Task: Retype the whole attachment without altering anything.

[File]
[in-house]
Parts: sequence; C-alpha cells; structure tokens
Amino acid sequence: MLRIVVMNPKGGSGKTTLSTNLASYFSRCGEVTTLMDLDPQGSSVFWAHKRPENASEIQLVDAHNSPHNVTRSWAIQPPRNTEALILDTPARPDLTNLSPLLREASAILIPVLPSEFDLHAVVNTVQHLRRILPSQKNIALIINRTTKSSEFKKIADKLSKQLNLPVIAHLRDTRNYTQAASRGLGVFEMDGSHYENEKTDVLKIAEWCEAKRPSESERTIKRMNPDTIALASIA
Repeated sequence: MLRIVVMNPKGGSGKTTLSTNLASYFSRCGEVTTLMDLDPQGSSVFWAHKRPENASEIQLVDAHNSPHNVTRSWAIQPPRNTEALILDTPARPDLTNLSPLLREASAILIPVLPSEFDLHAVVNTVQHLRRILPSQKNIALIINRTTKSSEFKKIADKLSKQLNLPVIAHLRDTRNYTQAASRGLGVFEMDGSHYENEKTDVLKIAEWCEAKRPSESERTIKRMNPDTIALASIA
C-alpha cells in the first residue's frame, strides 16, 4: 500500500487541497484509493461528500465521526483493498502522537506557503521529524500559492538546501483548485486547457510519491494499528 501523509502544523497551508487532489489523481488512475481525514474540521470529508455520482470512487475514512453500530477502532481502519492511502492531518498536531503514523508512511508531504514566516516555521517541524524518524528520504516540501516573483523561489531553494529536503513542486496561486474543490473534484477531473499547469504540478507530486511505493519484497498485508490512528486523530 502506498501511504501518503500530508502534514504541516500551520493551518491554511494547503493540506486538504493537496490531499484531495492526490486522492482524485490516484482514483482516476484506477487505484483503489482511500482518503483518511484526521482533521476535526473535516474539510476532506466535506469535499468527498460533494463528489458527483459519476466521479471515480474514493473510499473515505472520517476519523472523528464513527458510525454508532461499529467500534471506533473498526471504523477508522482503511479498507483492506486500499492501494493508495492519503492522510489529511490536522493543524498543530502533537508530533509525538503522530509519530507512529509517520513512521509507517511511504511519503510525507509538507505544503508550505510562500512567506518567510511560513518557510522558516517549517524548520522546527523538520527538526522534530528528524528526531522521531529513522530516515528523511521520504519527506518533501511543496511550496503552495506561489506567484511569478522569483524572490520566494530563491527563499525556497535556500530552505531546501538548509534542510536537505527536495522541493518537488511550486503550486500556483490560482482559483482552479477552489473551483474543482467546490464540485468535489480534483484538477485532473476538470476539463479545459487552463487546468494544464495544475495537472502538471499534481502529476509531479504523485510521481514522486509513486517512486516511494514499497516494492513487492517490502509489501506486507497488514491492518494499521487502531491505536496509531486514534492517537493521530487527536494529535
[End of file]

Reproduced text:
[in-house]
Parts: sequence; C-alpha cells; structure tokens
Amino acid sequence: MLRIVVMNPKGGSGKTTLSTNLASYFSRCGEVTTLMDLDPQGSSVFWAHKRPENASEIQLVDAHNSPHNVTRSWAIQPPRNTEALILDTPARPDLTNLSPLLREASAILIPVLPSEFDLHAVVNTVQHLRRILPSQKNIALIINRTTKSSEFKKIADKLSKQLNLPVIAHLRDTRNYTQAASRGLGVFEMDGSHYENEKTDVLKIAEWCEAKRPSESERTIKRMNPDTIALASIA
Repeated sequence: MLRIVVMNPKGGSGKTTLSTNLASYFSRCGEVTTLMDLDPQGSSVFWAHKRPENASEIQLVDAHNSPHNVTRSWAIQPPRNTEALILDTPARPDLTNLSPLLREASAILIPVLPSEFDLHAVVNTVQHLRRILPSQKNIALIINRTTKSSEFKKIADKLSKQLNLPVIAHLRDTRNYTQAASRGLGVFEMDGSHYENEKTDVLKIAEWCEAKRPSESERTIKRMNPDTIALASIA
C-alpha cells in the first residue's frame, strides 16, 4: 500500500487541497484509493461528500465521526483493498502522537506557503521529524500559492538546501483548485486547457510519491494499528 501523509502544523497551508487532489489523481488512475481525514474540521470529508455520482470512487475514512453500530477502532481502519492511502492531518498536531503514523508512511508531504514566516516555521517541524524518524528520504516540501516573483523561489531553494529536503513542486496561486474543490473534484477531473499547469504540478507530486511505493519484497498485508490512528486523530 502506498501511504501518503500530508502534514504541516500551520493551518491554511494547503493540506486538504493537496490531499484531495492526490486522492482524485490516484482514483482516476484506477487505484483503489482511500482518503483518511484526521482533521476535526473535516474539510476532506466535506469535499468527498460533494463528489458527483459519476466521479471515480474514493473510499473515505472520517476519523472523528464513527458510525454508532461499529467500534471506533473498526471504523477508522482503511479498507483492506486500499492501494493508495492519503492522510489529511490536522493543524498543530502533537508530533509525538503522530509519530507512529509517520513512521509507517511511504511519503510525507509538507505544503508550505510562500512567506518567510511560513518557510522558516517549517524548520522546527523538520527538526522534530528528524528526531522521531529513522530516515528523511521520504519527506518533501511543496511550496503552495506561489506567484511569478522569483524572490520566494530563491527563499525556497535556500530552505531546501538548509534542510536537505527536495522541493518537488511550486503550486500556483490560482482559483482552479477552489473551483474543482467546490464540485468535489480534483484538477485532473476538470476539463479545459487552463487546468494544464495544475495537472502538471499534481502529476509531479504523485510521481514522486509513486517512486516511494514499497516494492513487492517490502509489501506486507497488514491492518494499521487502531491505536496509531486514534492517537493521530487527536494529535